Dr Claudia Tobin will discuss each of these gardens and their female owners and uncover the connections in their social, artistic, and horticultural circles during the tumultuous first decades of the twentieth century.
Lady Ottoline Morrell’s Garsington Manor in Oxfordshire became a refuge for conscientious objectors and pacifists during the First World War. It inspired many of the artists and writers who gathered there, from Dora Carrington and Mark Gertler to Katherine Mansfield and Siegfried Sassoon.
Virginia Woolf, who was ambivalent about Garsington, found solace in her cottage garden at Rodmell, Sussex and wrote several of her best known novels in a hut next to the apple orchard. In the early 1930s, she became a regular visitor to the colour themed garden ‘rooms’ cultivated at Sissinghurst Castle in Kent by Vita Sackville-West. Sissinghurst’s gardens became ‘an escape from the world’, in the words of Vita’s husband and fellow gardener Harold Nicholson.
The gardens of all three women were refuges for conversation and companionship but also solitude and privacy. They were places where relationships, creativity and domesticity could be redefined. Through photographs and paintings, fiction and correspondence, this talk will tell the interweaving stories of these pioneering women and their garden sanctuaries.
Dr Claudia TobinBio »
Dr Claudia Tobin
Dr Claudia Tobin is a writer, curator and academic specialising in the intersections between modern and contemporary literature and the visual arts. She is currently a Senior Research Associate at the Intellectual Forum, Jesus College Cambridge, and a Visiting Fellow at UCL’s Institute of Advanced Studies.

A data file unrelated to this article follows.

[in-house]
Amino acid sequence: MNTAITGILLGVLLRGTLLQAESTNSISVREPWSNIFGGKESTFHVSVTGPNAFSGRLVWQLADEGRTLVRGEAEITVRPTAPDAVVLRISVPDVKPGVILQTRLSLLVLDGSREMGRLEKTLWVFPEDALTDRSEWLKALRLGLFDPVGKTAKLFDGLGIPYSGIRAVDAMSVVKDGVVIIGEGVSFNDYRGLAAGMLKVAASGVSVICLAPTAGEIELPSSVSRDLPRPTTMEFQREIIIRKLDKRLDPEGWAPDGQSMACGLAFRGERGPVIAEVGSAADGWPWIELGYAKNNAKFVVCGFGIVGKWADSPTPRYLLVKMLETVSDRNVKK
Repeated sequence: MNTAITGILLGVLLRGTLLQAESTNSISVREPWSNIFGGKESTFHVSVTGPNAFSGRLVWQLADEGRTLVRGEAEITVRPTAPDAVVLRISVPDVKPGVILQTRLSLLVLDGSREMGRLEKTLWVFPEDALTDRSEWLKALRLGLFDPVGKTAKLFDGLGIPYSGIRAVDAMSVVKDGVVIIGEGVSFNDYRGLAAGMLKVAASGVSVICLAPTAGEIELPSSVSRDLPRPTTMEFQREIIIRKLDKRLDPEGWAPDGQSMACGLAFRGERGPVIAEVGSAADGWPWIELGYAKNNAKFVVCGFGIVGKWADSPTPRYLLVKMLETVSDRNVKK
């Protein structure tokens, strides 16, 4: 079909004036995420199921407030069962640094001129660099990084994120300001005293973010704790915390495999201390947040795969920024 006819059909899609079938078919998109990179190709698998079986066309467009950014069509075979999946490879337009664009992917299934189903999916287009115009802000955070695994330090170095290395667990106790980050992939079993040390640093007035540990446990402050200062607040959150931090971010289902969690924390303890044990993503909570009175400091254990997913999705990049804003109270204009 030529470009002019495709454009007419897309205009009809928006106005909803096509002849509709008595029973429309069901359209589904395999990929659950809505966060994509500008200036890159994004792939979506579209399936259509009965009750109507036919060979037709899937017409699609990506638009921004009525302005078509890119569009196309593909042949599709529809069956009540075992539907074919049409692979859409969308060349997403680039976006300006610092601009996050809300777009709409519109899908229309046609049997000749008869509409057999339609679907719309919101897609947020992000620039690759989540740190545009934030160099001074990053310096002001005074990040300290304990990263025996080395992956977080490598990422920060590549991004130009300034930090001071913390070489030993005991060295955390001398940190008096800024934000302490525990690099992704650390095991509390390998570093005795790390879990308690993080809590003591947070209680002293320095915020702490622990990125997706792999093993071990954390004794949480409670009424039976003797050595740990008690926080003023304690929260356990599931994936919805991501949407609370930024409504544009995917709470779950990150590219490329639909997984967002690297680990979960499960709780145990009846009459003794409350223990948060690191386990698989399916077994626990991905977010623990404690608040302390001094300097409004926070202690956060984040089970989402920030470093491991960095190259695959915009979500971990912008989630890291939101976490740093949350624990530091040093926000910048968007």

Claudia is the author of Still Life and Modernism: Artists, Writers, Dancers (Edinburgh University Press, published March 2020), and co-editor of Ways of Drawing: Artists’ Perspectives and Practices (Thames & Hudson, 2019). She is currently writing a book about colour and the imagination in art and literature, and a book about early twentieth century women and their gardens sanctuaries, which she is also co-curating an exhibition on to be shown at the Garden Museum.
Claudia has worked on numerous curatorial projects including Virginia Woolf: Art, Life, and Vision at the National Portrait Gallery (2014), contributing to Virginia Woolf: An Exhibition Inspired by her Writings (2018, Tate St Ives Pallant House Gallery, Fitzwilliam Museum) as well as many exhibitions on contemporary artists. Most recently, she co-curated Jerusalem in Exile: Artist’s Books by Kamal Boullata at Jesus College West Court Gallery, Cambridge (January-March 2020, then travelling to Beirut).